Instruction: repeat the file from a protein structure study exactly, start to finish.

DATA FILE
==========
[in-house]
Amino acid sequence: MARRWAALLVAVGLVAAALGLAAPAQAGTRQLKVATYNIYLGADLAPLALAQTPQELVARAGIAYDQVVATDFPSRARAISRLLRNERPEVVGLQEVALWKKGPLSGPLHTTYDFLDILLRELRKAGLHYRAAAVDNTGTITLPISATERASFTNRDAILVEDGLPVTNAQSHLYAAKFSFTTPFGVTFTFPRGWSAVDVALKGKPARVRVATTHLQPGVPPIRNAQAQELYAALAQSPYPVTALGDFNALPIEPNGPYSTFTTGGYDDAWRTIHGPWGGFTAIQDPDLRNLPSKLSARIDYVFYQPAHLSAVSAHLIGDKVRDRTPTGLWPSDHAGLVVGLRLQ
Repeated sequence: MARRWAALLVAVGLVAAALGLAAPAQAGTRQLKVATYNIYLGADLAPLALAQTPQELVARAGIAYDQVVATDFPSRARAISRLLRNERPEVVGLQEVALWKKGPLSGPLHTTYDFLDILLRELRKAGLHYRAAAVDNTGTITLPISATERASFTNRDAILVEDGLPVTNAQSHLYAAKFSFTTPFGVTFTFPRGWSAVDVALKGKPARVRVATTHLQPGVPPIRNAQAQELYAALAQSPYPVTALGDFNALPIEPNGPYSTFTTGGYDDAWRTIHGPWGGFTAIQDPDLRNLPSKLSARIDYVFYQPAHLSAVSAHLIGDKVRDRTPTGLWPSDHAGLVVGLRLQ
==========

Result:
[in-house]
Amino acid sequence: MARRWAALLVAVGLVAAALGLAAPAQAGTRQLKVATYNIYLGADLAPLALAQTPQELVARAGIAYDQVVATDFPSRARAISRLLRNERPEVVGLQEVALWKKGPLSGPLHTTYDFLDILLRELRKAGLHYRAAAVDNTGTITLPISATERASFTNRDAILVEDGLPVTNAQSHLYAAKFSFTTPFGVTFTFPRGWSAVDVALKGKPARVRVATTHLQPGVPPIRNAQAQELYAALAQSPYPVTALGDFNALPIEPNGPYSTFTTGGYDDAWRTIHGPWGGFTAIQDPDLRNLPSKLSARIDYVFYQPAHLSAVSAHLIGDKVRDRTPTGLWPSDHAGLVVGLRLQ
Repeated sequence: MARRWAALLVAVGLVAAALGLAAPAQAGTRQLKVATYNIYLGADLAPLALAQTPQELVARAGIAYDQVVATDFPSRARAISRLLRNERPEVVGLQEVALWKKGPLSGPLHTTYDFLDILLRELRKAGLHYRAAAVDNTGTITLPISATERASFTNRDAILVEDGLPVTNAQSHLYAAKFSFTTPFGVTFTFPRGWSAVDVALKGKPARVRVATTHLQPGVPPIRNAQAQELYAALAQSPYPVTALGDFNALPIEPNGPYSTFTTGGYDDAWRTIHGPWGGFTAIQDPDLRNLPSKLSARIDYVFYQPAHLSAVSAHLIGDKVRDRTPTGLWPSDHAGLVVGLRLQ